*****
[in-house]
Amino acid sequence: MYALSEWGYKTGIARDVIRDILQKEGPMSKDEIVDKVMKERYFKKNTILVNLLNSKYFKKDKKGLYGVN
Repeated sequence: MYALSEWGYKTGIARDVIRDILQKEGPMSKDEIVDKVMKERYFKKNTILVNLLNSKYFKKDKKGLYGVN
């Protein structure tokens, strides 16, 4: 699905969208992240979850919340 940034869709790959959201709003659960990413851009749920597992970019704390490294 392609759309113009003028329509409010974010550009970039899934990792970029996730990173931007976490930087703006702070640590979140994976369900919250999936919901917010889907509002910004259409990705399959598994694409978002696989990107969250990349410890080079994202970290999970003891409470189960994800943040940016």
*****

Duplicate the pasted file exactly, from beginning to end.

[in-house]
Amino acid sequence: MYALSEWGYKTGIARDVIRDILQKEGPMSKDEIVDKVMKERYFKKNTILVNLLNSKYFKKDKKGLYGVN
Repeated sequence: MYALSEWGYKTGIARDVIRDILQKEGPMSKDEIVDKVMKERYFKKNTILVNLLNSKYFKKDKKGLYGVN
């Protein structure tokens, strides 16, 4: 699905969208992240979850919340 940034869709790959959201709003659960990413851009749920597992970019704390490294 392609759309113009003028329509409010974010550009970039899934990792970029996730990173931007976490930087703006702070640590979140994976369900919250999936919901917010889907509002910004259409990705399959598994694409978002696989990107969250990349410890080079994202970290999970003891409470189960994800943040940016």